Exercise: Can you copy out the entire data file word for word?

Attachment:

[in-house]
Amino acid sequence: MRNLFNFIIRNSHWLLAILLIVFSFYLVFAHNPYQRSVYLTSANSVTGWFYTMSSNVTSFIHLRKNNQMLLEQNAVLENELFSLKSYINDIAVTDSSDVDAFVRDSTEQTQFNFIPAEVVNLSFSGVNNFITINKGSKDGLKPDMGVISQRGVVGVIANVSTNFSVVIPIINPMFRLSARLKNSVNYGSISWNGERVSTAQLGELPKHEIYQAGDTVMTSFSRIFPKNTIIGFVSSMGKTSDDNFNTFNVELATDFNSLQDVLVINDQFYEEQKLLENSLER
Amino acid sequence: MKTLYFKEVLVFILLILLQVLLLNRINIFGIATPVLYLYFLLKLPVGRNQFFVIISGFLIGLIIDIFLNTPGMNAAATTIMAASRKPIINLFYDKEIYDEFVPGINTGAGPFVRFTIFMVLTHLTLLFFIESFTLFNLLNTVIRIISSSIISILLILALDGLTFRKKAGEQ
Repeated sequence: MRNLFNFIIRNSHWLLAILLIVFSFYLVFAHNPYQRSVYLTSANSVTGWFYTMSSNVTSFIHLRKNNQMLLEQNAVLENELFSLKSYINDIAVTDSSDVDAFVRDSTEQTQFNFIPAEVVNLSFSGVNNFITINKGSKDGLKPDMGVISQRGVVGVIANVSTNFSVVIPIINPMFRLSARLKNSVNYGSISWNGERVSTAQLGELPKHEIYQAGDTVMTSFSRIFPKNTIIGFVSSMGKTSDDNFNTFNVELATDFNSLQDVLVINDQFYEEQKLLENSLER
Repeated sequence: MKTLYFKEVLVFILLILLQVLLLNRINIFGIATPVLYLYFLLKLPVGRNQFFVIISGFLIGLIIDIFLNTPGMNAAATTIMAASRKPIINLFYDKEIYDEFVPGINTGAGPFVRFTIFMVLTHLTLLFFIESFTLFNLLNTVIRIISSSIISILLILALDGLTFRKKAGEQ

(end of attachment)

[in-house]
Amino acid sequence: MRNLFNFIIRNSHWLLAILLIVFSFYLVFAHNPYQRSVYLTSANSVTGWFYTMSSNVTSFIHLRKNNQMLLEQNAVLENELFSLKSYINDIAVTDSSDVDAFVRDSTEQTQFNFIPAEVVNLSFSGVNNFITINKGSKDGLKPDMGVISQRGVVGVIANVSTNFSVVIPIINPMFRLSARLKNSVNYGSISWNGERVSTAQLGELPKHEIYQAGDTVMTSFSRIFPKNTIIGFVSSMGKTSDDNFNTFNVELATDFNSLQDVLVINDQFYEEQKLLENSLER
Amino acid sequence: MKTLYFKEVLVFILLILLQVLLLNRINIFGIATPVLYLYFLLKLPVGRNQFFVIISGFLIGLIIDIFLNTPGMNAAATTIMAASRKPIINLFYDKEIYDEFVPGINTGAGPFVRFTIFMVLTHLTLLFFIESFTLFNLLNTVIRIISSSIISILLILALDGLTFRKKAGEQ
Repeated sequence: MRNLFNFIIRNSHWLLAILLIVFSFYLVFAHNPYQRSVYLTSANSVTGWFYTMSSNVTSFIHLRKNNQMLLEQNAVLENELFSLKSYINDIAVTDSSDVDAFVRDSTEQTQFNFIPAEVVNLSFSGVNNFITINKGSKDGLKPDMGVISQRGVVGVIANVSTNFSVVIPIINPMFRLSARLKNSVNYGSISWNGERVSTAQLGELPKHEIYQAGDTVMTSFSRIFPKNTIIGFVSSMGKTSDDNFNTFNVELATDFNSLQDVLVINDQFYEEQKLLENSLER
Repeated sequence: MKTLYFKEVLVFILLILLQVLLLNRINIFGIATPVLYLYFLLKLPVGRNQFFVIISGFLIGLIIDIFLNTPGMNAAATTIMAASRKPIINLFYDKEIYDEFVPGINTGAGPFVRFTIFMVLTHLTLLFFIESFTLFNLLNTVIRIISSSIISILLILALDGLTFRKKAGEQ